Memory Fragmentation Trouble

We recently had some weird issues that turned out to emanate from a failure to allocate a large consecutive chunk of heap memory.  (It was an exceptional pain to nail the cause there – maybe more on that in a future post).  The desired allocation was to be  ~400M, and since machines today ship more-or-less-by-default with 2G-4G RAM, there shouldn’t be a real justification for such allocations to fail.  Or should there?

First of all, regardless of your available physical RAM, your real memory playground size is 2G – the bottom half of your process’ address space, its user-mode portion.  Yes, I’m well aware of the /3GB boot.ini switch, and trust me – you don’t want to go there in a 3D application. I was badly burnt there already.  PAE/AWE have downright hostile API sets too – you’d just have to do with 2G.

The real issue here is memory fragmentation.

An obvious solution would be migrating to Win64, and forgetting about fragmentation issues for the near century. Sadly, this was not a feasible option for us: we have a legacy stash of in-house 32-bit custom hardware drivers, and migrating those would be the absolute last resort.

Happily, a  surprisingly short online research gave quite a few constructive 32-bit directions. Here are some.

  1. Low Fragmentation Heap is a nice built in feature, on by default since Vista.  you should apply LFH to the CRT heap, retrieved by _get_heap_handle (just try the sample code). Even better – try applying to all process heaps.   There should be no reason not to apply this to all projects, except (screeeeeeeeeeeeech..) it seems the magic doesn’t work on standard debug builds.  Which, well, err, makes it kinda useless.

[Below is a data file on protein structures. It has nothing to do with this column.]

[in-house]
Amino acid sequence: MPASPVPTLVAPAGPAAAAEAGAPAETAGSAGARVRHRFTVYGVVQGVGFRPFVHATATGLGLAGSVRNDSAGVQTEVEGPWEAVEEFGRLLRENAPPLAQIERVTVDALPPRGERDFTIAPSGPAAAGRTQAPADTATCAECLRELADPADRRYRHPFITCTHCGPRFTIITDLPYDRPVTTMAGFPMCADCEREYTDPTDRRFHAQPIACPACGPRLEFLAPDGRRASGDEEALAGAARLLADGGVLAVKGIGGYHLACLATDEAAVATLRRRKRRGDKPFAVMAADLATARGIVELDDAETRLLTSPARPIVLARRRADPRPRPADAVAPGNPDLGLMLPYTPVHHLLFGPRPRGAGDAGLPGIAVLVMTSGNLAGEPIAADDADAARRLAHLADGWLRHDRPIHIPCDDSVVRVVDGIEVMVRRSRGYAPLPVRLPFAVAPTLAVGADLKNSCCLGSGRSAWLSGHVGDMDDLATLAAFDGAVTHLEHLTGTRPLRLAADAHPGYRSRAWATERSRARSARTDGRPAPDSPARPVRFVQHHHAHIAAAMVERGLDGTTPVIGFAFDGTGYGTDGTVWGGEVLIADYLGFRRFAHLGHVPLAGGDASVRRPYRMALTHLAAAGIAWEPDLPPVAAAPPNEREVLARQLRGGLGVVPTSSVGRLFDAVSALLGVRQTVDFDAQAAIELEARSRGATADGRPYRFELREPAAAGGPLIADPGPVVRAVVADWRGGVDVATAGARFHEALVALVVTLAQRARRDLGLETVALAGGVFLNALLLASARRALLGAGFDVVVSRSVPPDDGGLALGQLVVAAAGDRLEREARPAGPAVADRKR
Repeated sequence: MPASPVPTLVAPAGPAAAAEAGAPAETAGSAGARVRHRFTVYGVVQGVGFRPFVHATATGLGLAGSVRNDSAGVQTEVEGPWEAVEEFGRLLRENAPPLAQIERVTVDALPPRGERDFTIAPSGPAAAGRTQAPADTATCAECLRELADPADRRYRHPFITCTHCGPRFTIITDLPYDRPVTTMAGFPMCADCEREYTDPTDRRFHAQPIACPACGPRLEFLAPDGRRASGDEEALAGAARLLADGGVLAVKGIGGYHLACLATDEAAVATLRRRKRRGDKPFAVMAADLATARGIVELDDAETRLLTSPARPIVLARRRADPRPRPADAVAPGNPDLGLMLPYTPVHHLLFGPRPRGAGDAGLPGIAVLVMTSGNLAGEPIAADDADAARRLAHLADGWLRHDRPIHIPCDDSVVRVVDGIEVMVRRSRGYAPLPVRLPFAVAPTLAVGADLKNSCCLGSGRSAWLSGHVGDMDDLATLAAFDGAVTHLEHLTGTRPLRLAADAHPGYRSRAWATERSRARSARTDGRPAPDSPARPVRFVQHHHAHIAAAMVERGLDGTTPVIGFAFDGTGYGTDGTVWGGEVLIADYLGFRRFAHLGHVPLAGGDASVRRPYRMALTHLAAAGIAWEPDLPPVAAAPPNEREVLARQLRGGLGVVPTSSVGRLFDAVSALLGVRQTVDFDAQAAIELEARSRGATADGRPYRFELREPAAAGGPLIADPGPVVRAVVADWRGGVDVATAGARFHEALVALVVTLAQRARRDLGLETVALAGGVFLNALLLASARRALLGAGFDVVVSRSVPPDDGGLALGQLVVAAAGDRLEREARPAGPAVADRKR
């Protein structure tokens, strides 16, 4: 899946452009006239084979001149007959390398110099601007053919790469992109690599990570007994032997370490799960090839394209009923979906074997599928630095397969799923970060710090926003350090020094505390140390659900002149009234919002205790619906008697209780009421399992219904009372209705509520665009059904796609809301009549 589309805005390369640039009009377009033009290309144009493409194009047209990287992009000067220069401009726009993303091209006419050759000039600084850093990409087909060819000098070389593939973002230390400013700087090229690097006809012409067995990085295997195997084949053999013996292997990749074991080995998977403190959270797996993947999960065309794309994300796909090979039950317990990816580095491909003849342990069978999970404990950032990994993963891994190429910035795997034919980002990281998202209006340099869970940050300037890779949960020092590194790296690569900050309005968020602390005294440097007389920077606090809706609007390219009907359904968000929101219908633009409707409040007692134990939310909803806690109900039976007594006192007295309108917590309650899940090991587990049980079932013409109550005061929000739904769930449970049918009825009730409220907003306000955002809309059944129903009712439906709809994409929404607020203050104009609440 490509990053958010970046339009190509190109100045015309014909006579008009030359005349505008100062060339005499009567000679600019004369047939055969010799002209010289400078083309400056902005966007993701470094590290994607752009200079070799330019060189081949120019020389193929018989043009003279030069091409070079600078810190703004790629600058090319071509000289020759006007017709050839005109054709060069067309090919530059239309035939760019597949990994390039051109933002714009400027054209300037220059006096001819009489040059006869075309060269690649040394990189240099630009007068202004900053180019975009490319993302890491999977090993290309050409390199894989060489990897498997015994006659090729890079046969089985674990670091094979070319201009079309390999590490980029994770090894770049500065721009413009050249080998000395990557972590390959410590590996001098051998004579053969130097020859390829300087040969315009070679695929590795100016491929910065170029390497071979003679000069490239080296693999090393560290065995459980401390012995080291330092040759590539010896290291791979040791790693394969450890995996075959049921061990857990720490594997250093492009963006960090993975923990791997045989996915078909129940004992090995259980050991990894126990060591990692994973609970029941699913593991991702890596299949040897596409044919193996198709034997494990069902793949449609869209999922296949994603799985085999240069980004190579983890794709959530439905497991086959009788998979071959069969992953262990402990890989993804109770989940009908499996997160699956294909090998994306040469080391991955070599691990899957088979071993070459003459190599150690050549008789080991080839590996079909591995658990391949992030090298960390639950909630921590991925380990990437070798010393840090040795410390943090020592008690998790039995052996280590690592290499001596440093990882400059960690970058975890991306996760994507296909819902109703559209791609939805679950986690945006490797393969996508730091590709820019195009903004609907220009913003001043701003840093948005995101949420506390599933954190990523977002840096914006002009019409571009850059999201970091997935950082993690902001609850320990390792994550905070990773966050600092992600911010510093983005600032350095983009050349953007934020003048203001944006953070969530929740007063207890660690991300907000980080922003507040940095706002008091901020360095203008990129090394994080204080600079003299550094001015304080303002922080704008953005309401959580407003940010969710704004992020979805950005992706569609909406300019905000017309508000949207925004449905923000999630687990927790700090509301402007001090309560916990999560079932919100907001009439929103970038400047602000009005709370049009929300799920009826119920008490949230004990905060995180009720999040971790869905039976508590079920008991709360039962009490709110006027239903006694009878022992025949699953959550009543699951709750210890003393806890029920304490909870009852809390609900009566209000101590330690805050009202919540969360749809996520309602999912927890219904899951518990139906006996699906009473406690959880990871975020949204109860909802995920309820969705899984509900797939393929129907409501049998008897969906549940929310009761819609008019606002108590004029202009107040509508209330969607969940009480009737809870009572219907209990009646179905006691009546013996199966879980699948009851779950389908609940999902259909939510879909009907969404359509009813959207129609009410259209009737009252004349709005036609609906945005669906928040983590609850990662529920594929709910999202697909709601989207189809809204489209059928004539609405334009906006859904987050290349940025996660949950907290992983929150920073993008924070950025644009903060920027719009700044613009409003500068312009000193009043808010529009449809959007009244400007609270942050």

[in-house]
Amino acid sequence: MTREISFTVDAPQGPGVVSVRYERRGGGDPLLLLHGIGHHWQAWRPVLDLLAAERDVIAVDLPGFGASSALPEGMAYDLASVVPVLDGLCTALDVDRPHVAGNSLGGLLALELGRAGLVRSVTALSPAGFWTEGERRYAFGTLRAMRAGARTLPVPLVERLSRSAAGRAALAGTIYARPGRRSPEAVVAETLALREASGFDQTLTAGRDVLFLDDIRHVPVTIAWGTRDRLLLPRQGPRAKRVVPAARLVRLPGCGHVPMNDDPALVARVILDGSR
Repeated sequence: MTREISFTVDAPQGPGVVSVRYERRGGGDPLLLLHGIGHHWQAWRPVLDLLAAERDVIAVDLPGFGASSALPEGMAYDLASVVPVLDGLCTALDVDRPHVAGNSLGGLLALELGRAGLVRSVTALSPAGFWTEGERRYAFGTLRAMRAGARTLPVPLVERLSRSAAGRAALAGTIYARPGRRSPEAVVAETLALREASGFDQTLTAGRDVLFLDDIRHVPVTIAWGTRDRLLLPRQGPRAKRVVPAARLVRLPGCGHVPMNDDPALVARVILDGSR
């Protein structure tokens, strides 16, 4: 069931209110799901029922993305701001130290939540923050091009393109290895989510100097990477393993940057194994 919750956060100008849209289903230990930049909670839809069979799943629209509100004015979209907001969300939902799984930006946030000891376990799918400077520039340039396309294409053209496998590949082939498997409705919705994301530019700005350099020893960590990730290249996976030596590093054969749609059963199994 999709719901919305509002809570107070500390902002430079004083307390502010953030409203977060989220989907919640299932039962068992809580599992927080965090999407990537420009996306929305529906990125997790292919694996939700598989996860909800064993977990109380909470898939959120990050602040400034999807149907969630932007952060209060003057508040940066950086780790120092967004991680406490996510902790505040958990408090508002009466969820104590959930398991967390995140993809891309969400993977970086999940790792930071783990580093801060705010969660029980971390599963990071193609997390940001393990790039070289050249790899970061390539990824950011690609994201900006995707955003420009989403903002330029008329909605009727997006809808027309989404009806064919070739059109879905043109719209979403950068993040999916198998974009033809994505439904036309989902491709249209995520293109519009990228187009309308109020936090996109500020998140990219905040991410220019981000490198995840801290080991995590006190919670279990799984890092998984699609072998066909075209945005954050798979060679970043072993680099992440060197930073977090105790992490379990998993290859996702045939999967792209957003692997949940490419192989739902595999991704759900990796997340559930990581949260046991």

2. HeapDecommitFreeBlockThreshold is a magical registry key that is advertised to make a noticeable difference. It does so by causing the heap to hold on to small allocations just a bit longer. Such increase of the HeapManager jurisdiction can potentially prevent page ‘theft’ for non-heap usage, thereby reducing some fragmentation factors.
  3. Typically a lot of fragmentation (at the 100Megs scale) is caused by sparse mapping of binary images to the process address space, at load time.
    In simpler English, say your process uses forty 1-Meg dll, and maps them to memory in regular 50Meg intervals.  They now sparsely occupy just 40Megs of your available 2G, leaving no consecutive memory chunk larger than 49M!
    To counter that, first map your virtual address usage. Until recently you’d have to use either vadump or direct code instrumentation, but since this summer you have the incredible (as always) SysInternals tool VMMap. When you spot some dll’s that are just teasingly smiling at you from the middle of your address space, use editbin.exe to ruthlessly rebase them away.
  4. Pre-designate a large heap (say 500M) at link time, thus giving the heap a head start in the race for consecutive pages.

I decided to try the steps in order of increasing effort, and am overjoyed to say (2) & (4) sufficed. We now successfully allocate 400M chunks.

We did peek into the process with VMMap, though, and it did surface some interesting finds. For one, babylon translator, installed on all our development machines, has the HUTZPA to inject captlib.dll into the very middle of our precious address space.

My hunch says rebasing could indeed hold the highest impact. We may have to try that too eventually – I hope to post with some findings.

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